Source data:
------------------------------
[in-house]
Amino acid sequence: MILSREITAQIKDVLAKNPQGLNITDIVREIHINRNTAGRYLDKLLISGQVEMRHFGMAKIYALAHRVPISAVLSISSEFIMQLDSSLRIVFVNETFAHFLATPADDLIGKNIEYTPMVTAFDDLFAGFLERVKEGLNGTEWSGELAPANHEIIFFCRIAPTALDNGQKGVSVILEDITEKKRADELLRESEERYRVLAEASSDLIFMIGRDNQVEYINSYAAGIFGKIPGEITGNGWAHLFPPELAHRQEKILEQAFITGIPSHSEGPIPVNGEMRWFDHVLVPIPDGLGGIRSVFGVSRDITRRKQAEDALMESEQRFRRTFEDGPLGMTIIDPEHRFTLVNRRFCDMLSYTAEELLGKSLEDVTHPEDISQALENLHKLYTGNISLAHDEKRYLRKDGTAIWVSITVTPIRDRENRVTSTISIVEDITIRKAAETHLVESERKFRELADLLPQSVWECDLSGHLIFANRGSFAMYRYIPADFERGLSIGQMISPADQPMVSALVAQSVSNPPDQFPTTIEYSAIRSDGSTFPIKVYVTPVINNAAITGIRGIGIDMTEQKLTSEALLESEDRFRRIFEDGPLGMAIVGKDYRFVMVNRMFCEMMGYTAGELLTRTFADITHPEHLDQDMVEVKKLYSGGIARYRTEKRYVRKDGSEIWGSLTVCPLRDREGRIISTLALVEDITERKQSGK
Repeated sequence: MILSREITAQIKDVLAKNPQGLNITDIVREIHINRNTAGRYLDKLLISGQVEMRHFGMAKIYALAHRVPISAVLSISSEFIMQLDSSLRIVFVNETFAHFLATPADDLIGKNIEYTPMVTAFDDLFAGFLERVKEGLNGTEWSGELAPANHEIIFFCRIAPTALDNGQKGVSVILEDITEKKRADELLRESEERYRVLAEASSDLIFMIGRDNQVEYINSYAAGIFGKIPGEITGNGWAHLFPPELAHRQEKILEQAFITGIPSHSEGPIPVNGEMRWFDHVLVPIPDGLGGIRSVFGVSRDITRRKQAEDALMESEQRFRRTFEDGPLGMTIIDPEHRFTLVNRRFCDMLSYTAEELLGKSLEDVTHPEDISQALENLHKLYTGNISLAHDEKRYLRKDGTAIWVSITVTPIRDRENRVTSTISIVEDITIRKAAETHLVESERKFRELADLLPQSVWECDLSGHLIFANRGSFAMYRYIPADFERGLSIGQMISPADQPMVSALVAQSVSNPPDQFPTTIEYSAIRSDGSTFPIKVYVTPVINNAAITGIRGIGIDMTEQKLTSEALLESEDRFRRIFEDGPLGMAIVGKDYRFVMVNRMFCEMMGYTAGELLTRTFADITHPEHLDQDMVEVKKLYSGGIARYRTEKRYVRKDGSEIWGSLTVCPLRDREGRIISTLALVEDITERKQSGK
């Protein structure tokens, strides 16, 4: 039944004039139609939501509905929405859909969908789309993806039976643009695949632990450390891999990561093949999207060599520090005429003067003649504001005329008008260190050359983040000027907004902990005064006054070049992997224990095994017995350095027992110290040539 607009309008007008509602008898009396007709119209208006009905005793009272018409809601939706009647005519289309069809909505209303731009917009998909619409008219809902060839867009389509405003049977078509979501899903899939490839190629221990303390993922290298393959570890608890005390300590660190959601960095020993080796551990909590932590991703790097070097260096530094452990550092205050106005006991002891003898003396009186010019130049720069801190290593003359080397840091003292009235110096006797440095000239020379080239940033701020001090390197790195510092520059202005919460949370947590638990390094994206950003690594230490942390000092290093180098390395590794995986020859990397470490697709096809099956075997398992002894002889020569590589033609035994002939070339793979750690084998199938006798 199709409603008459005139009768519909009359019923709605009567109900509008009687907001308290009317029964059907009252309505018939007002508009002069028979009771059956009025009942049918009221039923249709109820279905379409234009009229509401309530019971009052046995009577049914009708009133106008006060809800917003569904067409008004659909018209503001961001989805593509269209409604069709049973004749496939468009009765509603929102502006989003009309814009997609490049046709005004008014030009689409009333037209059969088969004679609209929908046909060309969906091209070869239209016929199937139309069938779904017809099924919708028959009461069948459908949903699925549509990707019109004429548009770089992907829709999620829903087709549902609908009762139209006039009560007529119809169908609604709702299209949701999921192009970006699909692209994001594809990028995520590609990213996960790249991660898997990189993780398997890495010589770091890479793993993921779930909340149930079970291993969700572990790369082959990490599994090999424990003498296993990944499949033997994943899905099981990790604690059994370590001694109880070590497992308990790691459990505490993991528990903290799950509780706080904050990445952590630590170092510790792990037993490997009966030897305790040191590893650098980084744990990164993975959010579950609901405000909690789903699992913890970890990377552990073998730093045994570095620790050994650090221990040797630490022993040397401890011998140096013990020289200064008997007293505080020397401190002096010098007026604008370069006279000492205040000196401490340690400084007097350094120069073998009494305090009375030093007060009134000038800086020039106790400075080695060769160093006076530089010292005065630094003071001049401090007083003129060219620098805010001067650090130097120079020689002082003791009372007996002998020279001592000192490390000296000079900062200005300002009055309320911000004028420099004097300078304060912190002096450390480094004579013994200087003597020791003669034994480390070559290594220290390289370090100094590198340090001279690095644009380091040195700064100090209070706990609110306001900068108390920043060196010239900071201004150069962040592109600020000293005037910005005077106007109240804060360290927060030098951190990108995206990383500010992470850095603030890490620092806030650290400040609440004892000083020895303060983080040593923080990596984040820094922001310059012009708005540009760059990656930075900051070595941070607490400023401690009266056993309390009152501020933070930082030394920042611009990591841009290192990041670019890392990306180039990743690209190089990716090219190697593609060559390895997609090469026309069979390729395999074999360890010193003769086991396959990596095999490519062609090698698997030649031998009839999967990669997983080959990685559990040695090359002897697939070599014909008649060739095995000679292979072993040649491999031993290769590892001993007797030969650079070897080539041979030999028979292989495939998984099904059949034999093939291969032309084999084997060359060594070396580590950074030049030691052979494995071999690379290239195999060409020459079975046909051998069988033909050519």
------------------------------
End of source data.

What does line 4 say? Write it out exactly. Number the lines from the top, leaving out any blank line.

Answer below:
């Protein structure tokens, strides 16, 4: 039944004039139609939501509905929405859909969908789309993806039976643009695949632990450390891999990561093949999207060599520090005429003067003649504001005329008008260190050359983040000027907004902990005064006054070049992997224990095994017995350095027992110290040539 607009309008007008509602008898009396007709119209208006009905005793009272018409809601939706009647005519289309069809909505209303731009917009998909619409008219809902060839867009389509405003049977078509979501899903899939490839190629221990303390993922290298393959570890608890005390300590660190959601960095020993080796551990909590932590991703790097070097260096530094452990550092205050106005006991002891003898003396009186010019130049720069801190290593003359080397840091003292009235110096006797440095000239020379080239940033701020001090390197790195510092520059202005919460949370947590638990390094994206950003690594230490942390000092290093180098390395590794995986020859990397470490697709096809099956075997398992002894002889020569590589033609035994002939070339793979750690084998199938006798 199709409603008459005139009768519909009359019923709605009567109900509008009687907001308290009317029964059907009252309505018939007002508009002069028979009771059956009025009942049918009221039923249709109820279905379409234009009229509401309530019971009052046995009577049914009708009133106008006060809800917003569904067409008004659909018209503001961001989805593509269209409604069709049973004749496939468009009765509603929102502006989003009309814009997609490049046709005004008014030009689409009333037209059969088969004679609209929908046909060309969906091209070869239209016929199937139309069938779904017809099924919708028959009461069948459908949903699925549509990707019109004429548009770089992907829709999620829903087709549902609908009762139209006039009560007529119809169908609604709702299209949701999921192009970006699909692209994001594809990028995520590609990213996960790249991660898997990189993780398997890495010589770091890479793993993921779930909340149930079970291993969700572990790369082959990490599994090999424990003498296993990944499949033997994943899905099981990790604690059994370590001694109880070590497992308990790691459990505490993991528990903290799950509780706080904050990445952590630590170092510790792990037993490997009966030897305790040191590893650098980084744990990164993975959010579950609901405000909690789903699992913890970890990377552990073998730093045994570095620790050994650090221990040797630490022993040397401890011998140096013990020289200064008997007293505080020397401190002096010098007026604008370069006279000492205040000196401490340690400084007097350094120069073998009494305090009375030093007060009134000038800086020039106790400075080695060769160093006076530089010292005065630094003071001049401090007083003129060219620098805010001067650090130097120079020689002082003791009372007996002998020279001592000192490390000296000079900062200005300002009055309320911000004028420099004097300078304060912190002096450390480094004579013994200087003597020791003669034994480390070559290594220290390289370090100094590198340090001279690095644009380091040195700064100090209070706990609110306001900068108390920043060196010239900071201004150069962040592109600020000293005037910005005077106007109240804060360290927060030098951190990108995206990383500010992470850095603030890490620092806030650290400040609440004892000083020895303060983080040593923080990596984040820094922001310059012009708005540009760059990656930075900051070595941070607490400023401690009266056993309390009152501020933070930082030394920042611009990591841009290192990041670019890392990306180039990743690209190089990716090219190697593609060559390895997609090469026309069979390729395999074999360890010193003769086991396959990596095999490519062609090698698997030649031998009839999967990669997983080959990685559990040695090359002897697939070599014909008649060739095995000679292979072993040649491999031993290769590892001993007797030969650079070897080539041979030999028979292989495939998984099904059949034999093939291969032309084999084997060359060594070396580590950074030049030691052979494995071999690379290239195999060409020459079975046909051998069988033909050519």